3 Common Co-Parenting Issues
Parents fight. It happens. Even in the happiest of marriages, parents don't agree on everything. You and your co-parent are going to disagree with each other on many things throughout your child's life. How you handle these disagreements will play a significant part in the success of your co-parenting relationship.
Parents fight. It happens. Even in the happiest of marriages, parents don’t agree on everything. You and your co-parent are going to disagree with each other on many things throughout your child’s life. How you handle these disagreements will play a significant part in the success of your co-parenting relationship.
Remember the end game: You are co-parenting because it is what’s best for your child. Your child needs both parents involved in his or her life. So, no matter what the disagreement, you are going to have to figure out a way to solve it or, sometimes, to let it go.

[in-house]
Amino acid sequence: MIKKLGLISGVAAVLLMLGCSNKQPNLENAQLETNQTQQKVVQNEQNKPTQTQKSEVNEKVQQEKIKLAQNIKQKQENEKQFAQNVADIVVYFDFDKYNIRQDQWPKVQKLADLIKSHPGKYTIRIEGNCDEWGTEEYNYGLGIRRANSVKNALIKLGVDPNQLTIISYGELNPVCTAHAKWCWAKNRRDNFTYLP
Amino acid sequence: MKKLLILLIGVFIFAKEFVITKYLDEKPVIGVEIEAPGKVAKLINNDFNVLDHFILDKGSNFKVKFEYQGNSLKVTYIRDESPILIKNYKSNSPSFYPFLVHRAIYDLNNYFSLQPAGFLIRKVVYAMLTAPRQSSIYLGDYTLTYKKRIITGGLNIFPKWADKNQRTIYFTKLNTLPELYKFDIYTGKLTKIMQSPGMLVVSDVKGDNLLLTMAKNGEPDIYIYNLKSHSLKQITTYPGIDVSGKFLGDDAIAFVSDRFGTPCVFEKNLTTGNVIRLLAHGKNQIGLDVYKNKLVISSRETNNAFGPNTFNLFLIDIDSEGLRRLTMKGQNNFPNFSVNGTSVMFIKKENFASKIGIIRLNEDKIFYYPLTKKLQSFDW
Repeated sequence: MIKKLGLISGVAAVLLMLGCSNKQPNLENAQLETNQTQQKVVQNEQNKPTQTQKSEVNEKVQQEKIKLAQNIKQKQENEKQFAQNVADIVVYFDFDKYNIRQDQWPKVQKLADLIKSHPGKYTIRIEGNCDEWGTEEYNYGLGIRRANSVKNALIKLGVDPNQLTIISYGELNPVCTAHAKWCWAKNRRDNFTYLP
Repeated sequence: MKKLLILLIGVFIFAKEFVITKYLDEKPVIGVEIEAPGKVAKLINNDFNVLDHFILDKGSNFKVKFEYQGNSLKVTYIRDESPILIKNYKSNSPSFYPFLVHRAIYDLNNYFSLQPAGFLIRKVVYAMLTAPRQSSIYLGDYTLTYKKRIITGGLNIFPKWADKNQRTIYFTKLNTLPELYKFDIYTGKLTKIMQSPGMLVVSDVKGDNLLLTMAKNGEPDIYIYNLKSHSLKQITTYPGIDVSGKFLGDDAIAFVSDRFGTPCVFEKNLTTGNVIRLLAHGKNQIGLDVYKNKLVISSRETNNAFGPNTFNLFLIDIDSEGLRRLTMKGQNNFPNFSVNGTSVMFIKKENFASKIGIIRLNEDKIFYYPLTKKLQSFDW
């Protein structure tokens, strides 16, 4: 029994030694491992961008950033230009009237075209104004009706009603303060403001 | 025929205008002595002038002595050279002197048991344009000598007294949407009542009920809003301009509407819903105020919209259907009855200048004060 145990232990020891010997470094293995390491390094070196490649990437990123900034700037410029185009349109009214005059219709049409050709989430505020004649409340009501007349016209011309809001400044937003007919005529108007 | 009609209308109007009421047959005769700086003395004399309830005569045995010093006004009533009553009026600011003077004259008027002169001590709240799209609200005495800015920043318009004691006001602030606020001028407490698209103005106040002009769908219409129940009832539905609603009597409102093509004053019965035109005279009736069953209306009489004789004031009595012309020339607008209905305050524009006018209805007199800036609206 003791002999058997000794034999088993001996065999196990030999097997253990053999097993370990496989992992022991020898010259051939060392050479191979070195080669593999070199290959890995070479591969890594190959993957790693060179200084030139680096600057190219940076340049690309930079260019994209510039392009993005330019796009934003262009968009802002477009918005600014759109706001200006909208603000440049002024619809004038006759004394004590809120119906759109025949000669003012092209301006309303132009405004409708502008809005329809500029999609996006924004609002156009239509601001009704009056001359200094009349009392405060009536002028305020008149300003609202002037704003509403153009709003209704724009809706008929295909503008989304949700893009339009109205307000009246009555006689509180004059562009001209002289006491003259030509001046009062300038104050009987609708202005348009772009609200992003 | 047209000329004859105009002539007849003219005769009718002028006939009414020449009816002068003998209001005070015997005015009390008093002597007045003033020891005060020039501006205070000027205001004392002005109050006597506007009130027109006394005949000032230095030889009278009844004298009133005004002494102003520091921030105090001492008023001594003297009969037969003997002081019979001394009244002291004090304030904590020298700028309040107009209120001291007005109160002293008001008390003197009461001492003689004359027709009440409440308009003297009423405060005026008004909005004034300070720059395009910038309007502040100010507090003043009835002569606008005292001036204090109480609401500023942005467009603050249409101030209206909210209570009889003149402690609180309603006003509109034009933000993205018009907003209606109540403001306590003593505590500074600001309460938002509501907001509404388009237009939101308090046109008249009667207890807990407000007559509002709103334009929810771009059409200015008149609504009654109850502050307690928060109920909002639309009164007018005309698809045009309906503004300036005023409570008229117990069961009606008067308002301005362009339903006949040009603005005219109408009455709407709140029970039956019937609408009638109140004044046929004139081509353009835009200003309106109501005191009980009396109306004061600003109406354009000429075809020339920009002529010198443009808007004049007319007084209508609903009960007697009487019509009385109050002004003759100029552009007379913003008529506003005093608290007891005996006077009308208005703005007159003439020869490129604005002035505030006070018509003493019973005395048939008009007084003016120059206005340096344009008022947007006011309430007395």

With that in mind, here are three common issues that tend to come up between co-parents:
Separation and divorce are emotionally charged experiences filled with denial, hurt, pain, anger, and mourning. It is an extremely personal and painful process, and that pain can extend beyond just the couple separating to friends and family who also may feel hurt by the separation. Of course, you want to talk about it; you need to talk about it, but under no circumstances should you talk about it in front of your children.
Co-parents or other friends and family talking badly about one another is one of the most common issues that arise between co-parents. The solution is: don’t do it. It’s devastating to a child’s mental and emotional health for them to hear their parents calling each other names and insulting one another. It creates a sense of unworthiness in the child and low self-esteem.
Take the high road on this one—be extremely conscious and cautious of what you say around your children.
Belittling or insulting a co-parent can happen in subtle ways too, so be aware of some of these common ways you may be badmouthing your co-parent.